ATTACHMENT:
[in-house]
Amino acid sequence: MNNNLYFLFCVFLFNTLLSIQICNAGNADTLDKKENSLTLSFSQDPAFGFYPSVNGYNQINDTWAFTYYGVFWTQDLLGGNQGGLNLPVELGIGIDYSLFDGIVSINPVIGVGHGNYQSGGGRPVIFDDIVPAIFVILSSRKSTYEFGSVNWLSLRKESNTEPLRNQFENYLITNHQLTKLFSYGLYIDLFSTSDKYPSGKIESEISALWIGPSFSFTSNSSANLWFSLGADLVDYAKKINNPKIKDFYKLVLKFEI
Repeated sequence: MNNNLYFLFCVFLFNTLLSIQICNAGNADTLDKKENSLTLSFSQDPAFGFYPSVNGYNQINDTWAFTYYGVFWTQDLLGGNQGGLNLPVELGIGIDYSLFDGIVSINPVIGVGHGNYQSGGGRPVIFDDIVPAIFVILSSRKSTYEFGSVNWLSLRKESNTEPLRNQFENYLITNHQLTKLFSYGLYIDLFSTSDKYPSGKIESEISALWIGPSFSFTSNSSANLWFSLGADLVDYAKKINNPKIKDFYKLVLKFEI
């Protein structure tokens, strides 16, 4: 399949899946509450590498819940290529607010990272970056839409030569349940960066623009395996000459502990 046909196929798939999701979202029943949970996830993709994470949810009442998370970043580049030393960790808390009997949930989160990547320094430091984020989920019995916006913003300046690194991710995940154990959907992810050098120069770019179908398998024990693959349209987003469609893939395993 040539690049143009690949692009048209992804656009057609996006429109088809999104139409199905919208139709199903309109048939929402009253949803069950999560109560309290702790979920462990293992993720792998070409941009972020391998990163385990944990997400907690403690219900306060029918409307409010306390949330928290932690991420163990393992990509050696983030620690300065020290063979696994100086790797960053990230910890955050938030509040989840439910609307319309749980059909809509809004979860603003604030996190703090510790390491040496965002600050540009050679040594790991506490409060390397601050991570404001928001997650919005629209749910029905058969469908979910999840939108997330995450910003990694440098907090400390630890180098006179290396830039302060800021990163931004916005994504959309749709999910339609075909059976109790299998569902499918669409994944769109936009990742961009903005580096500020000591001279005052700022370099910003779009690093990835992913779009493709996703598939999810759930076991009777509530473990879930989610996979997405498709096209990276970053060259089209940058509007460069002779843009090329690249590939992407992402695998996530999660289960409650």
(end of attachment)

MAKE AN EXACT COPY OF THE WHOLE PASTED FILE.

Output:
[in-house]
Amino acid sequence: MNNNLYFLFCVFLFNTLLSIQICNAGNADTLDKKENSLTLSFSQDPAFGFYPSVNGYNQINDTWAFTYYGVFWTQDLLGGNQGGLNLPVELGIGIDYSLFDGIVSINPVIGVGHGNYQSGGGRPVIFDDIVPAIFVILSSRKSTYEFGSVNWLSLRKESNTEPLRNQFENYLITNHQLTKLFSYGLYIDLFSTSDKYPSGKIESEISALWIGPSFSFTSNSSANLWFSLGADLVDYAKKINNPKIKDFYKLVLKFEI
Repeated sequence: MNNNLYFLFCVFLFNTLLSIQICNAGNADTLDKKENSLTLSFSQDPAFGFYPSVNGYNQINDTWAFTYYGVFWTQDLLGGNQGGLNLPVELGIGIDYSLFDGIVSINPVIGVGHGNYQSGGGRPVIFDDIVPAIFVILSSRKSTYEFGSVNWLSLRKESNTEPLRNQFENYLITNHQLTKLFSYGLYIDLFSTSDKYPSGKIESEISALWIGPSFSFTSNSSANLWFSLGADLVDYAKKINNPKIKDFYKLVLKFEI
């Protein structure tokens, strides 16, 4: 399949899946509450590498819940290529607010990272970056839409030569349940960066623009395996000459502990 046909196929798939999701979202029943949970996830993709994470949810009442998370970043580049030393960790808390009997949930989160990547320094430091984020989920019995916006913003300046690194991710995940154990959907992810050098120069770019179908398998024990693959349209987003469609893939395993 040539690049143009690949692009048209992804656009057609996006429109088809999104139409199905919208139709199903309109048939929402009253949803069950999560109560309290702790979920462990293992993720792998070409941009972020391998990163385990944990997400907690403690219900306060029918409307409010306390949330928290932690991420163990393992990509050696983030620690300065020290063979696994100086790797960053990230910890955050938030509040989840439910609307319309749980059909809509809004979860603003604030996190703090510790390491040496965002600050540009050679040594790991506490409060390397601050991570404001928001997650919005629209749910029905058969469908979910999840939108997330995450910003990694440098907090400390630890180098006179290396830039302060800021990163931004916005994504959309749709999910339609075909059976109790299998569902499918669409994944769109936009990742961009903005580096500020000591001279005052700022370099910003779009690093990835992913779009493709996703598939999810759930076991009777509530473990879930989610996979997405498709096209990276970053060259089209940058509007460069002779843009090329690249590939992407992402695998996530999660289960409650």